Ranking for a competitive keyword is never easy, so before making the link building investment its important to not only target the right keywords, but target the right pages for those keywords. I’d like to discuss some of the ideas one should consider when choosing which page to target for a specific keyword.
First, if you’re trying to rank a new site for your chosen keywords, then the situation becomes a lot simpler. Spend the time to plan a site architecture that focuses each page on a particular keyword theme. Doing so will help the search engines classify each page contextually, and keep keyword cannibalization at bay. This image from SEOmoz illustrates the process pretty well:
See? Even this idiot robot knows which page to rank for “snowboards”
It’s not always so simple, is it? Old pages outrank newer or better targeted pages, keyword strategy shifts occur, and the competitive landscape changes. Now we have to adapt.
Considering Current SERP Standings
If the page on your site that best matches searcher intent for your keyword is ranked below another page on the site, you’ve got a bit of a decision to make.
Often this comes up in situations where the home page ranks, but an interior page is really the more targeted page, or vice versa. It can also occur with old pages where organic links have been built up using varied anchor text. Home pages inherently receive more links, so it would probably be easier to rank the home page well for your keyphrase, but sometimes that isn’t really the best strategy.
Ranking the Home Page
If your site sells various kinds of snowboards, and only snowboards, the home page is a great page to rank for the “snowboards” keyword. If your site sells snowboard equipment and apparel, including snowboards themselves, then the home page is still a great page to match the “snowboards” query.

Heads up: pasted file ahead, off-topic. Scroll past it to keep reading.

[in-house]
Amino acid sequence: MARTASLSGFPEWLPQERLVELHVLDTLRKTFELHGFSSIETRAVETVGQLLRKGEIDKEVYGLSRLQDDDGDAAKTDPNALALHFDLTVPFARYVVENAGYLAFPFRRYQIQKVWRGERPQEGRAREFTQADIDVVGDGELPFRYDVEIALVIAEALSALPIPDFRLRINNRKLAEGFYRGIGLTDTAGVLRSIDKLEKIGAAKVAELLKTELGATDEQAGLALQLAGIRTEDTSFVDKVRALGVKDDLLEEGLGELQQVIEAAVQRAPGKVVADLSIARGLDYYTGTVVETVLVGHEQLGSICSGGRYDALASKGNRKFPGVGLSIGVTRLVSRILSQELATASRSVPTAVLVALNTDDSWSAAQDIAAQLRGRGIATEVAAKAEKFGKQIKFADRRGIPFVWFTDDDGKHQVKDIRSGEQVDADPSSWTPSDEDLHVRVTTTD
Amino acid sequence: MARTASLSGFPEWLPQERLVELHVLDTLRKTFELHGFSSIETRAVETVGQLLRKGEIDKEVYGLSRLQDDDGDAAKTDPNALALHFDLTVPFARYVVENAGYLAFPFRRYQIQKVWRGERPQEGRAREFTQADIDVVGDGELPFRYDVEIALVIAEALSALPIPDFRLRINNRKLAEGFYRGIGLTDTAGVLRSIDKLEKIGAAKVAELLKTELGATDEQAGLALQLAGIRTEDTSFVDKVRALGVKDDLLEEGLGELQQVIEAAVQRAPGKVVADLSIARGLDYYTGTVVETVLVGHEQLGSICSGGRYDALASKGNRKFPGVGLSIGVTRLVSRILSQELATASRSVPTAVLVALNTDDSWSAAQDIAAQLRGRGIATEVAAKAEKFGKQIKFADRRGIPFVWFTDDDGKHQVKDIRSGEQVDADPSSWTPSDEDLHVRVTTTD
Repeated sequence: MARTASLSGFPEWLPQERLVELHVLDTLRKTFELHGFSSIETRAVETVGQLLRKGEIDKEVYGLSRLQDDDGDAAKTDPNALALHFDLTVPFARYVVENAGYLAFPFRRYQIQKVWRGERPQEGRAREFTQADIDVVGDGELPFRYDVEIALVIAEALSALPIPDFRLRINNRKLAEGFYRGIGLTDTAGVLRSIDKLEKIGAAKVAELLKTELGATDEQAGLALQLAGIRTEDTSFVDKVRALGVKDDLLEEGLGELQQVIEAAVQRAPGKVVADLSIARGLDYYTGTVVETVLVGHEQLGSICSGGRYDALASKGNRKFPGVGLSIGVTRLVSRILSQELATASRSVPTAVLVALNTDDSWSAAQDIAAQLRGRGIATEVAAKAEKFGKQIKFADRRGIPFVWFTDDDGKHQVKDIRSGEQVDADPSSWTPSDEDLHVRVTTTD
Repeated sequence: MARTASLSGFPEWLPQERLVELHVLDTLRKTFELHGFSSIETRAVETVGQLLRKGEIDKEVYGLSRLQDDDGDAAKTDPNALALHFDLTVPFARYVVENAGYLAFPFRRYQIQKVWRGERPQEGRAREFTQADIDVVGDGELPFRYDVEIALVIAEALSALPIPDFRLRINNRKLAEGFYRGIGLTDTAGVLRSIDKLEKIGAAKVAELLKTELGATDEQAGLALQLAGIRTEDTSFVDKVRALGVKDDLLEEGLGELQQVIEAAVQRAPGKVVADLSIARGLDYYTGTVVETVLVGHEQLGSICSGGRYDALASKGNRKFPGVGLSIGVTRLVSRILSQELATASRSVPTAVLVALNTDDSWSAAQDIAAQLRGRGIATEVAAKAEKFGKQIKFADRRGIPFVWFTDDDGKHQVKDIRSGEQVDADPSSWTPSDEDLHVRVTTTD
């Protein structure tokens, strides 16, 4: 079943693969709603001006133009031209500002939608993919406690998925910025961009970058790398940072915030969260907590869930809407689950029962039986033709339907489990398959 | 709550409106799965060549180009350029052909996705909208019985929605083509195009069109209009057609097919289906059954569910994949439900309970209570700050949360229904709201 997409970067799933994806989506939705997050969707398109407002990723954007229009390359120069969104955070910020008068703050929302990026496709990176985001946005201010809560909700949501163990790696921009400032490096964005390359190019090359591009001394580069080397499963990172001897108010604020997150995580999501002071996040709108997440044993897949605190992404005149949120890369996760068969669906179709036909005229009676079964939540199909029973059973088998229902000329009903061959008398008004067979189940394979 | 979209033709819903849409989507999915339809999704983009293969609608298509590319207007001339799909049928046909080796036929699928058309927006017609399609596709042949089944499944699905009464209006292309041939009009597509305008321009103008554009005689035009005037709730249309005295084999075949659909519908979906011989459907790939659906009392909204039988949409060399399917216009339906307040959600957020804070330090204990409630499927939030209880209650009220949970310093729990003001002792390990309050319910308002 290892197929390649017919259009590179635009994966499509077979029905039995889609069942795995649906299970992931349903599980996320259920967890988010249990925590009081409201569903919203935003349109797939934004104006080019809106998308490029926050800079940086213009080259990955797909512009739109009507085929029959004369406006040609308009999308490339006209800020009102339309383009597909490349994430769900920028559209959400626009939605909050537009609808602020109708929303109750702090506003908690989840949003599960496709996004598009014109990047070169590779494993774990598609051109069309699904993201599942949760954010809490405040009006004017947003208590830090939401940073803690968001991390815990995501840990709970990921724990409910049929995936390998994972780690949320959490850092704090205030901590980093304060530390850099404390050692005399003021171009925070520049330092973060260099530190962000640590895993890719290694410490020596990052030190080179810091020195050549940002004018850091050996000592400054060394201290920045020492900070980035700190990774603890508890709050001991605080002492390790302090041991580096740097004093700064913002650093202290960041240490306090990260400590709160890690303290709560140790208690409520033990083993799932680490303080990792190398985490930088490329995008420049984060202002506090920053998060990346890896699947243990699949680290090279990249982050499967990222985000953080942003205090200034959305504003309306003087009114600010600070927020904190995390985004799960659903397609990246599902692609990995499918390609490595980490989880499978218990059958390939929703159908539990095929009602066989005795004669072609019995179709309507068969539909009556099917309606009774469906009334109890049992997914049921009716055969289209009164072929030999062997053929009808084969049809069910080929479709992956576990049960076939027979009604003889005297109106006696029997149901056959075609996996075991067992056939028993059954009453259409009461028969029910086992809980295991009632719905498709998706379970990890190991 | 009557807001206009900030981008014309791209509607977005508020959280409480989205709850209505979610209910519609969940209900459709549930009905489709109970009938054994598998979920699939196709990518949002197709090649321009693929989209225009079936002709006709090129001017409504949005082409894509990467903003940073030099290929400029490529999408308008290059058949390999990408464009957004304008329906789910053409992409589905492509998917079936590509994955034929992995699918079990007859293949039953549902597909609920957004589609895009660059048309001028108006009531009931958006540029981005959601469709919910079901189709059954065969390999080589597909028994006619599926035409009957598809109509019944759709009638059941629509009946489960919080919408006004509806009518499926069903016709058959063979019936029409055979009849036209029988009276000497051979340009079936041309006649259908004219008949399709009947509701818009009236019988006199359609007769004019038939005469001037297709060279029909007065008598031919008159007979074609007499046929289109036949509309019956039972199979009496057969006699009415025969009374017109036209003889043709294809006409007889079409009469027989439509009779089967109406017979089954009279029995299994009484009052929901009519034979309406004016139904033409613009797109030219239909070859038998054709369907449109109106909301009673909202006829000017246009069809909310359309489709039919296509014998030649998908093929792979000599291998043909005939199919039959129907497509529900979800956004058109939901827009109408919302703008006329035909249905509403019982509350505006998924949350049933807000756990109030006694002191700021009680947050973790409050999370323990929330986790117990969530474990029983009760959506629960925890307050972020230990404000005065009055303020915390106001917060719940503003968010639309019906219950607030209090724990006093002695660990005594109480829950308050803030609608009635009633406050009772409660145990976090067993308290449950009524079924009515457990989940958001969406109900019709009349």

Perfectly suitable pages to rank for “snowboards”
But if your site sells all sorts of sporting goods with a dedicated /snowboards/ category, and the home page outranks that category, then it might be best to bite the bullet and begin pushing your proper category page. That means revising your title tags and on-page content and building links to the /snowboards/ page.
Ultimately the category page has the higher potential rank because of super relevant on-page cues, and its probably more likely to convert the searcher into a customer. Additionally, increasing this page’s link metrics will allow for greater long-tail search traffic, something that might have suffered on the generalized home page.
Embracing the Random Rankings
Of course, in some instances you’ll find that an interior page ranks fairly well for a great keyword that you aren’t necessarily targeting.
Let’s suppose your happen to rank on the first page for “snowboarding guide”, which brings some strong traffic but poor conversions. In order to best take advantage, instead of continuing to target “snowboards” for that page, it would probably be a good idea to switch the focus to match the “guide” modifier, and link to your better-targeted “snowboards” page from the guide.
Nine times out of ten the page that best matches searcher intent is the one that will provide the highest return, especially when it comes to eCommerce sites. Keep a close eye on how users are entering your site, which keywords are leading to the most bounced visits, and where your site ranks. These metrics could lead to some great on-site tweaks that can boost ROI overnight, and provide an idea of which pages should be targeted when link building.
Mike Pantoliano is a lead consultant at Distilled in Seattle. At one point he had an Orkut profile.